Effective Design Tips To Make Your Game More Fun

Today everyone knows that the work of a level designer is one of the most important in the game development process – after all, a level without textures and monsters is a more complete part of the project than a separately drawn texture or a separately created model. And it is the level designer who creates the main atmosphere in the game thanks to the style of architecture. But do not forget that the level designer is not just an architect randomly arranging houses and bending the corridor of the space station to the left and right, but also a game designer who puts meaning (purpose) and life (what prevents us from achieving the goal) into the level). In sum, this can be called gameplay. In general, there are game design tips, that are very important for novice developers.

Plan

First, decide exactly what you want to do. So the first thing you need to do is come up with a goal for the level, so to speak, a basic idea as one of the game design tips for beginners. Everything depends on the goal – as in the films the scenery is adjusted to the stage, so here the level is built based on the goal. After you are sure of exactly what you want to do, sketch out a simple outline of your map on paper. You can’t do without this, since levels that are simply created on the fly are extremely rare. When you create a plan for your map, imagine yourself in the place of the player – you need to make the level fun, and not “dry” walking along some corridors. Look at how it is done in other games (take good old Half-Life for example), although the goals of many levels seem trivial (just finding a way out), playing this game is interesting. In general, in your indoor maps, you need to often use the principle of multiple obstacles – this is done in most good action games. A striking example of this is a corridor blocked by a collapse, at the end of which there is an exit. You need to go around the blockage through some kind of ventilation shaft, and when you reach the door, it turns out that you need to go somewhere else and find the key to it. It would seem how simple, but practice proves that it is not.

Architecture

Now let’s move on to the level architecture. This is one of the answers to the question of how to design a good game. For newbies, the most important rule is to stick to one architectural style and don’t try to stick everything in the game into the map. Often, cards for novice designers consist of just about anything: for example, one room is in the laboratory-style, the other contains elements of a mountain landscape, and in the same spirit. It looks ridiculous. Naturally, the very first maps in terms of the level of detail will be difficult to equate to professional ones, and you need to constantly improve yourself – play the game for which you are making the level.

Interactivity

It’s one of the most important game design tricks in game art 2d. You have noticed for a long time that the further, the more interactive and real games are – for example, a lot of objects can be broken, something can be picked up. The players love it a lot. The freer the player feels in the game, the better. Therefore, try to make a lot of such nice little things on your levels – such as breaking furniture and rolling barrels (if the engine has it). In general, all this is closely related to your game world – that is, your game is real, futuristic, or mystical? It is clear that in a real game it makes no sense to make a lamp hanging in the air, while it is quite suitable for a futuristic game.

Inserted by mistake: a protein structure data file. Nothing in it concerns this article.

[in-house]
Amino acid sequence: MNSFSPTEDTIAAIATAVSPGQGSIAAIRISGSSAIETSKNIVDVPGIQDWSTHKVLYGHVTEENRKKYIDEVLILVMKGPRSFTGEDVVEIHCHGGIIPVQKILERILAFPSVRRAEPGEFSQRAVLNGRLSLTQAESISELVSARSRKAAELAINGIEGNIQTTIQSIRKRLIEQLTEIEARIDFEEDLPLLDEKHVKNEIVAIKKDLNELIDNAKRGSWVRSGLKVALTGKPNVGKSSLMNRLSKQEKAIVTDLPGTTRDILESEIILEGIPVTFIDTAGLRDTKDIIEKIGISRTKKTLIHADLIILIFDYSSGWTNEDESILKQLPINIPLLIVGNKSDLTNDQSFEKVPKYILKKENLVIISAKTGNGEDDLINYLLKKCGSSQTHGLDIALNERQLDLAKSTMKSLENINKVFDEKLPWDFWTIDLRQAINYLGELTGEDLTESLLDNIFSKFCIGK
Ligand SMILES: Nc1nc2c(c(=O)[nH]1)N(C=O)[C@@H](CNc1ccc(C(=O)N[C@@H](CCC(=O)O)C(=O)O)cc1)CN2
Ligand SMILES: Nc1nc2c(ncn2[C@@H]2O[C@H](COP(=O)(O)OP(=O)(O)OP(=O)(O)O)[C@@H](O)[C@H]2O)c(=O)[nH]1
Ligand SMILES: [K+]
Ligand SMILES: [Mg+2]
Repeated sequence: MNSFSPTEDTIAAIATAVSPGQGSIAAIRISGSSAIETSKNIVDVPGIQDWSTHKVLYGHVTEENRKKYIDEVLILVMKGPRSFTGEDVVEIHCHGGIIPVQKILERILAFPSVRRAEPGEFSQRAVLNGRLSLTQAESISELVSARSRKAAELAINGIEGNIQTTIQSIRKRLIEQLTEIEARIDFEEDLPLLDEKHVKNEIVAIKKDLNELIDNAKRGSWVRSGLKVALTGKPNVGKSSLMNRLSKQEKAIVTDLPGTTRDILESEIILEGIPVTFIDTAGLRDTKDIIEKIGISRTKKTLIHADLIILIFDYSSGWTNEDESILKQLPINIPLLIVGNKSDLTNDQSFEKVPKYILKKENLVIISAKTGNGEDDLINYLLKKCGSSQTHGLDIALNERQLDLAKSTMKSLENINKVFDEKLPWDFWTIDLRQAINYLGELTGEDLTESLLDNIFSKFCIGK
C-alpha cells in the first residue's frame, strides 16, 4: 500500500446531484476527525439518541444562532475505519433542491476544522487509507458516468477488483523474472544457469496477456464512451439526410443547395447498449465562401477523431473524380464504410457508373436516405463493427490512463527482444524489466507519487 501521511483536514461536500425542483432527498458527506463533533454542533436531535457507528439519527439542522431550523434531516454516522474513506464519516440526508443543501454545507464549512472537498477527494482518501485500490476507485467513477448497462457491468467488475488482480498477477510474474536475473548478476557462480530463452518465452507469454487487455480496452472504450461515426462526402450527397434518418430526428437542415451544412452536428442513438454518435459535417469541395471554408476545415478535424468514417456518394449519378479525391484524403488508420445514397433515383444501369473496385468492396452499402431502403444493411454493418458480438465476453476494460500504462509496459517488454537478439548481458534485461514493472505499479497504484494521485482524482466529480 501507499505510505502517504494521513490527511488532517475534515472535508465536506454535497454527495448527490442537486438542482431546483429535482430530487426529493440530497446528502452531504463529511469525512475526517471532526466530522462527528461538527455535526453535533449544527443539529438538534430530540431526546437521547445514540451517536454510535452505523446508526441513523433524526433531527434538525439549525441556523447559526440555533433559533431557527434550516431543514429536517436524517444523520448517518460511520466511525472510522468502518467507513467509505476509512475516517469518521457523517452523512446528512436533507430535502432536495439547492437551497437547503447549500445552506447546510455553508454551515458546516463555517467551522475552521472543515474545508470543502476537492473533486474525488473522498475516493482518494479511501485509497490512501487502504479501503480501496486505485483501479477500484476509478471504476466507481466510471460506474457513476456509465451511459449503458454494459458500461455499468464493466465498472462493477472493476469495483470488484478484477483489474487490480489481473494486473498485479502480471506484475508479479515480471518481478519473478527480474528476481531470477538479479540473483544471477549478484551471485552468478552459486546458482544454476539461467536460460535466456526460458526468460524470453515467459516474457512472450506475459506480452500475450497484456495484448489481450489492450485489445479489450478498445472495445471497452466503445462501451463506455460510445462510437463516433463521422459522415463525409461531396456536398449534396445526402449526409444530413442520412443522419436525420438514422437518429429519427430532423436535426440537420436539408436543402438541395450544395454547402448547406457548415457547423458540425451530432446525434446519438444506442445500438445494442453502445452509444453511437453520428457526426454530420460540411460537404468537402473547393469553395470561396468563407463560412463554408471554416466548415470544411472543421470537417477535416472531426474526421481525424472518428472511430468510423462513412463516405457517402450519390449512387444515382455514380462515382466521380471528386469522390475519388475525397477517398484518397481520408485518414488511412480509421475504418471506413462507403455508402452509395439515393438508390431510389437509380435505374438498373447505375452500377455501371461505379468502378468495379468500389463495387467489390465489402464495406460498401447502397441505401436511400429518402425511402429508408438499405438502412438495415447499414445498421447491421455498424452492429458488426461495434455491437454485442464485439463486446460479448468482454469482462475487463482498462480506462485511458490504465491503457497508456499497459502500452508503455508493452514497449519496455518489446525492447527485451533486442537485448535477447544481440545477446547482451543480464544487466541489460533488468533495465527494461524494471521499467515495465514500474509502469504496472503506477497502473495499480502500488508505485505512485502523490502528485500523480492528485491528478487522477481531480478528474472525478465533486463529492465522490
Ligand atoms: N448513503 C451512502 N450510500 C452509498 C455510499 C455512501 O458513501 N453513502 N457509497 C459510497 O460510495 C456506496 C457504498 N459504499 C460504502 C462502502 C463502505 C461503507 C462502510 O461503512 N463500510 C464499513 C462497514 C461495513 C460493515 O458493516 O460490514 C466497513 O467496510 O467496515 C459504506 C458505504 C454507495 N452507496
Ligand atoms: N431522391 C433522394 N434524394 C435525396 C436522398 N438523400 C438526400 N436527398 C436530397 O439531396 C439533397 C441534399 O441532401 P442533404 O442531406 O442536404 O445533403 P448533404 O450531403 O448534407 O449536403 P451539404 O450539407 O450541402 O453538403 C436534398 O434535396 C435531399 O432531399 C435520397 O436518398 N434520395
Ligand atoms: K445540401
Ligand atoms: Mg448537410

Fascination and realism

The previous point is very closely related to fun and realism, which we’ll talk about now. Fun refers to how strongly the player enters the atmosphere of the level. The elements that make up the fun are scripted scenes, and the location of enemies (which should be moderate), and the general level plan (running along a direct corridor is not very interesting, you must admit), which includes a branch from the main plan – places where the player does not have to visit, but if he wanders there, then let him receive some kind of prize in the form of cartridges or first-aid kits, that is, bonus places (one of the most recent examples of this technique is Doom 3). Imagine that you allowed the player to crawl into the ventilation, not related to his further advancement, and at the end did not take any bonus, what will the player’s reaction be? Let’s face it, not the rosiest one. You don’t need to overdo it with realism either, especially if it hurts the fun. The next very important point regarding the fascination of your level is its uniqueness compared to other levels, the “highlight”. Let’s just say that if all five levels in aaa game art studio Kevuru games in the laboratories do not differ significantly from each other, will these levels be of interest to the player? Of course not. Try to come up with something of your own for each of the levels taking place in the same type of place.

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